Details of filings in the case are unavailable to the public under a gag order issued by Berger. The Charleston Gazette, The Associated Press and other media outlets are challenging the order, which prohibits parties or victims from discussing the case with reporters or releasing court documents.

Blankenship is charged with conspiring to violate safety and health standards at the Upper Big Branch Mine in Raleigh County. He also is charged with lying to federal financial regulators about safety measures in the deadly explosion. His trial is scheduled to begin April 20 in U.S. District Court in Beckley.

The dismissal motions and other filings came a day after Blankenship sued Alpha Natural Resources in a Delaware court. Bristol, Virginia-based Alpha bought Massey in June 2011.


Alabama begins issuing marriage licenses to gay couples
Court News | 2015/02/09 23:12
Alabama began issuing marriage licenses to same-sex couples Monday despite an 11th-hour attempt from the state's chief justice - an outspoken opponent - to block the weddings.

The U.S. Supreme Court said Monday morning that it wouldn't stop the marriages, and shortly after, probate judges began granting the licenses to couples, some of whom had been lined up for hours and exited courthouses to applause from supporters.

"It's about time," said Shante Wolfe, 21. She and Tori Sisson of Tuskegee had camped out in a blue and white tent and became the first in the county given a license.

Most probate judges issued the licenses despite Chief Justice Roy Moore's Sunday night order that they refuse. It was a dramatic return to defiance Moore, who was removed from the post in 2003 for refusing to obey a federal court order to remove a washing machine-sized Ten Commandments from the state judicial building. Critics lashed out that Moore had no authority to tell county probate judges to enforce a law that a federal judge already ruled unconstitutional.

Susan Watson, executive director of the American Civil Liberties Union of Alabama, said she has heard of four counties where judges have refused to issue marriage licenses to same-sex couples.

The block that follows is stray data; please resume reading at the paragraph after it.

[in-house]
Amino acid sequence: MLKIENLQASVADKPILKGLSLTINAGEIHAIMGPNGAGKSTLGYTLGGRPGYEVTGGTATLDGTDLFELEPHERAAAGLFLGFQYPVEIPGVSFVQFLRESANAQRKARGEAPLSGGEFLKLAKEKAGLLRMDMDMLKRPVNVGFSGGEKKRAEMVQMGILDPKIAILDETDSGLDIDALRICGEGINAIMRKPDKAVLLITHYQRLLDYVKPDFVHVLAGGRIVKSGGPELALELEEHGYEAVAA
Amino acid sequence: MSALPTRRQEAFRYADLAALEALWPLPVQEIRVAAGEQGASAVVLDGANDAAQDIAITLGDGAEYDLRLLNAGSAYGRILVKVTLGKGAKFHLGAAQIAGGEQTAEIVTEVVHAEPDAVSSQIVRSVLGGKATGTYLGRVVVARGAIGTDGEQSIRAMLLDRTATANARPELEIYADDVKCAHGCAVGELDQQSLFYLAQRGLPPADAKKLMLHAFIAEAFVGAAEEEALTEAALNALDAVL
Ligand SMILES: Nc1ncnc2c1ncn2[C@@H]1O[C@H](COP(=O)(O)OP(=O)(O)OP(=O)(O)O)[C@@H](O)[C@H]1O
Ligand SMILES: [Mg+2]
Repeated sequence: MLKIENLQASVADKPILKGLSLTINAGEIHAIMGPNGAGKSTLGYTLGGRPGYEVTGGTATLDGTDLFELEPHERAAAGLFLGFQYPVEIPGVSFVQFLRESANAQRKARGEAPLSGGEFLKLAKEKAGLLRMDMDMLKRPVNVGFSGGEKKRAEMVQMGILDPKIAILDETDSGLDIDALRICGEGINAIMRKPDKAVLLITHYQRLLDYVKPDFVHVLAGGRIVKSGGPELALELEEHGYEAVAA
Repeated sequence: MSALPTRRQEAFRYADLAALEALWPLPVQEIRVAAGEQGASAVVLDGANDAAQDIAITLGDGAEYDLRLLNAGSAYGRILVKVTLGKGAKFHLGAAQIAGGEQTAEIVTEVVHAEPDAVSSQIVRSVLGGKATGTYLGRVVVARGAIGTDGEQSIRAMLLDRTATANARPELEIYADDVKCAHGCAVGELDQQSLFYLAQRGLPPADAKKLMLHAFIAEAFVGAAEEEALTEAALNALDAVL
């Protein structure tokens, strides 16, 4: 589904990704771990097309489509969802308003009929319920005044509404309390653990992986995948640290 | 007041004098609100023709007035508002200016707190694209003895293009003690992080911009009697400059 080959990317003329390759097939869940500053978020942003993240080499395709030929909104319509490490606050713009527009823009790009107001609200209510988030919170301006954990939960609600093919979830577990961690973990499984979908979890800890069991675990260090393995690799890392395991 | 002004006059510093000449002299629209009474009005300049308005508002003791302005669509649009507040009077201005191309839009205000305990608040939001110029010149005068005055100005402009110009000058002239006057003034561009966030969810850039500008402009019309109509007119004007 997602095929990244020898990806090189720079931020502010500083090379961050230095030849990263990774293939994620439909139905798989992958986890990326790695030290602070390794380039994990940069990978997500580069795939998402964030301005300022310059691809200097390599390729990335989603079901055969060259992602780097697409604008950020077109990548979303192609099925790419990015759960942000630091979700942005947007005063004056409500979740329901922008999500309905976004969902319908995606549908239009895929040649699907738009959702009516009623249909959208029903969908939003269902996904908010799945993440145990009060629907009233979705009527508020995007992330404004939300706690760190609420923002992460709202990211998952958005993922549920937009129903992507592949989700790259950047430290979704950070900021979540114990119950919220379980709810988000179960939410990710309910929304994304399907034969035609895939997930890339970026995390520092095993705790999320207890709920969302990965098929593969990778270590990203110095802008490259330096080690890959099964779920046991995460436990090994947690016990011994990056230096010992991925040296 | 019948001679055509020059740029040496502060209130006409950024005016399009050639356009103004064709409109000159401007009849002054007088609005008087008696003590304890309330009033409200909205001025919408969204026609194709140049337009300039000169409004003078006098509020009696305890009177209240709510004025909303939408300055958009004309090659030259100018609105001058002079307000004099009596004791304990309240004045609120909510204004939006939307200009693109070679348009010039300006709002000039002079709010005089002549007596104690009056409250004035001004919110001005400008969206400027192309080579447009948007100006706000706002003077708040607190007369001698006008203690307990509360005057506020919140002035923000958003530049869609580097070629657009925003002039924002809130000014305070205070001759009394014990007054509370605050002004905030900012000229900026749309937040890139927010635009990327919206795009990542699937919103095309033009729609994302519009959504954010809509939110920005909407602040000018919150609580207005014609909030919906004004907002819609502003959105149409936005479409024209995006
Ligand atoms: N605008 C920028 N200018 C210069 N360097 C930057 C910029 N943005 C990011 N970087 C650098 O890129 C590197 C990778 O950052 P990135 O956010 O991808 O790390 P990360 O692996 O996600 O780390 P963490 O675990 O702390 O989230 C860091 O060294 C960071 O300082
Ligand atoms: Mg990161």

Supreme Court halts 3 upcoming executions in Oklahoma
Court News | 2015/02/03 23:22
The Supreme Court has ordered Oklahoma to postpone lethal injections executions using a controversial sedative until the court rules in a challenge involving the drug.

The court's order Wednesday came as little surprise after both the state and the lawyers for three inmates who faced execution between now and March requested the temporary halt. The justices agreed on Friday to take up the challenge to the use of the sedative midazolam, which has been used in problematic executions in Arizona, Ohio and Oklahoma.

The case will be argued in April and decided by late June.

Left open by the court's order is whether Oklahoma can carry out an execution that does not involve midazolam.


Two justices once open to cameras in court now reconsider
Court News | 2015/02/03 23:22
Two Supreme Court justices who once seemed open to the idea of cameras in the courtroom said Monday they have reconsidered those views, dashing even faint hopes that April's historic arguments over gay marriage might be televised.

In separate appearances, Justices Elena Kagan and Sonia Sotomayor said allowing cameras might lead to grandstanding that could fundamentally change the nature of the high court.

Sotomayor told an audience in West Palm Beach, Florida, that cameras could change the behavior of both the justices and lawyers appearing at the court, who might succumb to "this temptation to use it as a stage rather than a courtroom."

"I am moving more closely to saying I think it might be a bad idea," she said.

During her confirmation hearings in 2009, Sotomayor told lawmakers she had a positive experience with cameras and would try to soften other justices' opposition to cameras.

Speaking at the University of Chicago's Institute of Politics, Kagan told an audience that she is "conflicted" over the issue and noted strong arguments on both sides.

Kagan said that when she used to argue cases before the court as Solicitor General, she wanted the public to see how well prepared the justices were for each case "and really look as though they are trying to get it right."

But Kagan said she is wary now of anything "that may upset the dynamic of the institution."

She pointed to Congress, which televises floor proceedings, saying lawmakers talk more in made-for-TV sound bites than to each other.